TL;DR I would like to see this site start to become a better and more visible resource for people at the very beginning of the learning curve on financial literacy. Any ideas on how to achieve this?
I recently had an experience that gave me pause. I was going through a fast food drive through and the woman handling my order was asking some questions about my credit card, which is linked to a popular investment firm. I explained how the cash back rewards can be directed to things like an IRA with the investment firm. She did not know what an IRA was, and, unfortunately, the short time at a drive through window is not enough to educate someone on something so important. It would be useful though to be able to point someone like that to a "Quick Start Guide" to financial literacy.
I looked at our FAQ answer here on Meta (Frequently Answered Questions (by topic)), but even that makes assumptions about basic financial literacy. For example, we have a section for questions related to IRAs and 401(k)s but we don't have the most basic questions: what do you need to do to prepare for retirement, what are an IRA and a 401(k), and why should you care about them (if you are in the US of course)? We do have one question about what an IRA is on the SE site itself but it's asked in the context of whether it's appropriate for an Indian citizen, which would cause many (most?) to skip over it.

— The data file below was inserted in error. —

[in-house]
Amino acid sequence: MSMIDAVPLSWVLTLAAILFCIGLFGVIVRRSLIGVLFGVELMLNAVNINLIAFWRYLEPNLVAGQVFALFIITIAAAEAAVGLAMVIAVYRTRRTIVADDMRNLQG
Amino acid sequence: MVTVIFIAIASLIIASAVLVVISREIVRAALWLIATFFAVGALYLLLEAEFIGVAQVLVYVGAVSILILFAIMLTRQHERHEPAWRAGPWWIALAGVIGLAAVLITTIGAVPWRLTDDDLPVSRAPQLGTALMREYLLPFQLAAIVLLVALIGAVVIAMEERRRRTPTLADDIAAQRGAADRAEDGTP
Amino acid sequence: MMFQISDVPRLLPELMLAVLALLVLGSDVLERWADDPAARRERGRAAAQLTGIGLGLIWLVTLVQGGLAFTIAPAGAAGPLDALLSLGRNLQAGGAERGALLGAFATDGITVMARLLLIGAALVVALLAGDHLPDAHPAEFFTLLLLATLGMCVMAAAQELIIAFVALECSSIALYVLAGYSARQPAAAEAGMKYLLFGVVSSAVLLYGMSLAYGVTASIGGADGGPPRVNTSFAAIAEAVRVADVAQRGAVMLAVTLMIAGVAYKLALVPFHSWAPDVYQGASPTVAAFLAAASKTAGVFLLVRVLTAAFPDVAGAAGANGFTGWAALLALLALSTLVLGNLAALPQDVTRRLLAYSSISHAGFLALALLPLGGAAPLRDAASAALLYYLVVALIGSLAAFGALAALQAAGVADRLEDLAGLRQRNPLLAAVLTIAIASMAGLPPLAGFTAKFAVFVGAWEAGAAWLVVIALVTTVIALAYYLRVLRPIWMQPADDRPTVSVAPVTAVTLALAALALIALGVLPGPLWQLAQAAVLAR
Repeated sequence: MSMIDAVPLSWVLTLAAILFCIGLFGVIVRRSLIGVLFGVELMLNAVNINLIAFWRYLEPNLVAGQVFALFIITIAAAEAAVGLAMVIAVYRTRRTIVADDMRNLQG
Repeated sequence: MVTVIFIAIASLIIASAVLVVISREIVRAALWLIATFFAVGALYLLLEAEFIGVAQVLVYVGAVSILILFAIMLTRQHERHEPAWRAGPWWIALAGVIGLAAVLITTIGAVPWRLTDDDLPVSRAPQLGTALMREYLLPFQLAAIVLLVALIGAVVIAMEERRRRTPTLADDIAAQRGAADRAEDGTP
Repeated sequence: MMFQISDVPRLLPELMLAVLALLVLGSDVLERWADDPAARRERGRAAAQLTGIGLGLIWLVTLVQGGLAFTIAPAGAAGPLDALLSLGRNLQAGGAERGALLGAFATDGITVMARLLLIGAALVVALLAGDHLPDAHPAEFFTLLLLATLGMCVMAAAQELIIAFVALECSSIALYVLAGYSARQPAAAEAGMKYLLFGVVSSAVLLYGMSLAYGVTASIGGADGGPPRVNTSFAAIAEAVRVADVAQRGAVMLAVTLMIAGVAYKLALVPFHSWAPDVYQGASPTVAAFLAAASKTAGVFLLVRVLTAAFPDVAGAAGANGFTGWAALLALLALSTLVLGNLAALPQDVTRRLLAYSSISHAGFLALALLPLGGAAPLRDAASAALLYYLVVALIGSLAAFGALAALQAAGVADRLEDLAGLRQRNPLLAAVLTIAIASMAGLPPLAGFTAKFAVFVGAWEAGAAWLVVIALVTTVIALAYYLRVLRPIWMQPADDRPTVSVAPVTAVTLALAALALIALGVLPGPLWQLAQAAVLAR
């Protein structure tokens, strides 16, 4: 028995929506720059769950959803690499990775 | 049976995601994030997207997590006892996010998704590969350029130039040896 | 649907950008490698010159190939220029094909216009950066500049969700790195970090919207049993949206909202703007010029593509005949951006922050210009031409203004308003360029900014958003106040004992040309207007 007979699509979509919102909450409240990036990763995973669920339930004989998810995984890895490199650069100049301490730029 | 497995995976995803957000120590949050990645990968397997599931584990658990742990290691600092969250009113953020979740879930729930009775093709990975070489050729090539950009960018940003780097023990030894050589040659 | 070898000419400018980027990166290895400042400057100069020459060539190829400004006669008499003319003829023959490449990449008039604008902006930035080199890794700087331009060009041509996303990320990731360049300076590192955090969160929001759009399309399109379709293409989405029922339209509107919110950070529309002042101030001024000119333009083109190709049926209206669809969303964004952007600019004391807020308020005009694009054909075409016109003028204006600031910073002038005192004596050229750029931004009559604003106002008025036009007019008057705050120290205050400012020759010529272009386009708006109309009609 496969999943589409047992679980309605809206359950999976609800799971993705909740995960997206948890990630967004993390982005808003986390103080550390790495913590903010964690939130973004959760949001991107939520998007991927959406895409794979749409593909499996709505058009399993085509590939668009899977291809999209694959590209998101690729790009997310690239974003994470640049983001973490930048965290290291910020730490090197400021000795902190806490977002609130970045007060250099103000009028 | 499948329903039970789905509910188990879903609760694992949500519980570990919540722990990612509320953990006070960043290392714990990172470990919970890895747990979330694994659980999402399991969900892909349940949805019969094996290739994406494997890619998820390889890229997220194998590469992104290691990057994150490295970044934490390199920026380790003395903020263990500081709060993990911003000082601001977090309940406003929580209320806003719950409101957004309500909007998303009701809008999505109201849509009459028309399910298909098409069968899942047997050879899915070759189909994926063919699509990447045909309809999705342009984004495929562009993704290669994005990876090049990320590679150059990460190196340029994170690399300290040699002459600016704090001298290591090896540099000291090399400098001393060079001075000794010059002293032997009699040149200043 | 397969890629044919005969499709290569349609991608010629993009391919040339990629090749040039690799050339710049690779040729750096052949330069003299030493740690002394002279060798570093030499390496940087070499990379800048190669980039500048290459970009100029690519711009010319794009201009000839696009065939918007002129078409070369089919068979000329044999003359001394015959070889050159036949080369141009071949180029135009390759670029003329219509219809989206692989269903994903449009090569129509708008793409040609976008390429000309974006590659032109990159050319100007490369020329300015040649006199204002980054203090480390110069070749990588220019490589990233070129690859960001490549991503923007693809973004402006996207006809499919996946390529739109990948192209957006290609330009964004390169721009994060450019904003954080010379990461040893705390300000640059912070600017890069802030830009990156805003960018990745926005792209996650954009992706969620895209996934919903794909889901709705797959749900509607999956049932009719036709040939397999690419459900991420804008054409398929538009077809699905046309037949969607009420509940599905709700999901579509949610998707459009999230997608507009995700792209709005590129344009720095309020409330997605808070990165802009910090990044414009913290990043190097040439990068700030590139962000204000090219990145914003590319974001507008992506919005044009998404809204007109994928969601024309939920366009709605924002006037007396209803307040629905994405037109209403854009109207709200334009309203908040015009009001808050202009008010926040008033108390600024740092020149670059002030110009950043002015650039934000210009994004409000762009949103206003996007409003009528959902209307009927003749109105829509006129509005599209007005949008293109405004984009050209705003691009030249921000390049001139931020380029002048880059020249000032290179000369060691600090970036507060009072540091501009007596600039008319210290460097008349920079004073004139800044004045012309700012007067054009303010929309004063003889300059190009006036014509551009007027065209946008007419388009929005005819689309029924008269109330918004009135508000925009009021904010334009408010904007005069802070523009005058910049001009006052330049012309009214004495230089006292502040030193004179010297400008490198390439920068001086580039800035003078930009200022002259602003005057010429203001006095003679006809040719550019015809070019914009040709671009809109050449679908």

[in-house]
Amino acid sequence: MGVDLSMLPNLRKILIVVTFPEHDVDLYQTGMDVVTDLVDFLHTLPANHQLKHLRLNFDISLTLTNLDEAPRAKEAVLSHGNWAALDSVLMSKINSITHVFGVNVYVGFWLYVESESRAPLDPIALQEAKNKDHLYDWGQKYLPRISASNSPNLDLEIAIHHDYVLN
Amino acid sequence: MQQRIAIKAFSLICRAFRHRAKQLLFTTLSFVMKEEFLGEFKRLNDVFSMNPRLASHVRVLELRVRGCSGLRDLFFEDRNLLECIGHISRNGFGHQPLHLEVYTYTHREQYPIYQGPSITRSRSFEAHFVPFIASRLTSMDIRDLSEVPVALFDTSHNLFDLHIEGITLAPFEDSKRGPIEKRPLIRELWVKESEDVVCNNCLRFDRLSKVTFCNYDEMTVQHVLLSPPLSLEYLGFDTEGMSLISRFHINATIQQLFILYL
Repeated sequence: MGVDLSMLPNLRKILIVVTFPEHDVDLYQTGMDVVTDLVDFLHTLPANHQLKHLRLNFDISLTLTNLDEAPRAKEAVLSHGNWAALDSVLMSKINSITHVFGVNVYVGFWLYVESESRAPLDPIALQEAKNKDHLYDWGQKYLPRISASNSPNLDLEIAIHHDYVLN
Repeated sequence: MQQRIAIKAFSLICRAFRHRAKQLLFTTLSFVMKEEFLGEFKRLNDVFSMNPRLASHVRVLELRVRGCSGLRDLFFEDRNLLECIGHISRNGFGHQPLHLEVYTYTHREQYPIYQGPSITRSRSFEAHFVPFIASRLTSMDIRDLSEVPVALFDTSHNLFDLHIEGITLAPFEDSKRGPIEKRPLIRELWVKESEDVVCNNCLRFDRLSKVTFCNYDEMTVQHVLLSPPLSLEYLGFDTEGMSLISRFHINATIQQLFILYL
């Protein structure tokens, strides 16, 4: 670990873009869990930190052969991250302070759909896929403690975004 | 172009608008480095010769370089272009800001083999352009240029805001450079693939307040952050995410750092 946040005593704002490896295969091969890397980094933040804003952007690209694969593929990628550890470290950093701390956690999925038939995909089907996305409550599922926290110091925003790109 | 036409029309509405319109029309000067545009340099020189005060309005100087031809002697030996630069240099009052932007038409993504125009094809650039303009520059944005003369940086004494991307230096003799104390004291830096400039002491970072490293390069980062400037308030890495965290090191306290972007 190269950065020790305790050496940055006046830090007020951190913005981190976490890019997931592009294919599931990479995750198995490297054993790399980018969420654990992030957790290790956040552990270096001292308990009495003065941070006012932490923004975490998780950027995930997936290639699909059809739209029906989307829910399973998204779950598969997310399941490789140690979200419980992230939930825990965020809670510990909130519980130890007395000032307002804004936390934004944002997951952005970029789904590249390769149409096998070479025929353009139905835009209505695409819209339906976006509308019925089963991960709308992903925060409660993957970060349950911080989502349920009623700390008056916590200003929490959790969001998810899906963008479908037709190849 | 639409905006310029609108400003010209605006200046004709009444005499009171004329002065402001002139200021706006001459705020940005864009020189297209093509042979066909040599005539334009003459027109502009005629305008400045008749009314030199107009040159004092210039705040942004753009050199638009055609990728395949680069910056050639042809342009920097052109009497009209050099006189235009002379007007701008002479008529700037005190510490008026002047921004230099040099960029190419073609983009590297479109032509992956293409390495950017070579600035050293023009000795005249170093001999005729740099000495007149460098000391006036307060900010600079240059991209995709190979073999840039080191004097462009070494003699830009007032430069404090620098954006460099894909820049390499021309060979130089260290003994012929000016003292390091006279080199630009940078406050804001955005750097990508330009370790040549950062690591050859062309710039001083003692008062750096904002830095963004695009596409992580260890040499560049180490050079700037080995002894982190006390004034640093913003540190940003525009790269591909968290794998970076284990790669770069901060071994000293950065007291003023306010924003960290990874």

In short, I feel like we've gotten into a situation where there are no questions about these basics, which self reinforces: people don't find this SE site when searching for basic questions like "What is an IRA?" so they don't find it to ask the questions.
I'm also dissatisfied with the top resources on financial literacy (from a google search for "financial literacy guide"):
- https://www.investopedia.com/guide-to-financial-literacy-4800530 : Jumps straight from How to Create a Budget to How to Start Investing without any significant discussion of saving for retirement
- https://www.annuity.org/financial-literacy/ : Has minimal discussion of retirement saving before (predictably) stating that annuities are the answer
- https://www.financialliteracy101.org/financial-literacy/ : Starts good but then veers into Identity Theft while completely omitting retirement saving
- https://bethebudget.com/financial-literacy/ : Dives straight into calculating net worth and discussing types of debt and loan amortization
Although these two seem worthwhile (typical criticisms of DR aside):
Without resorting to product / service recommendations, how can we start building a worthwhile (and discoverable) body of questions and answers about the basics of financial literacy?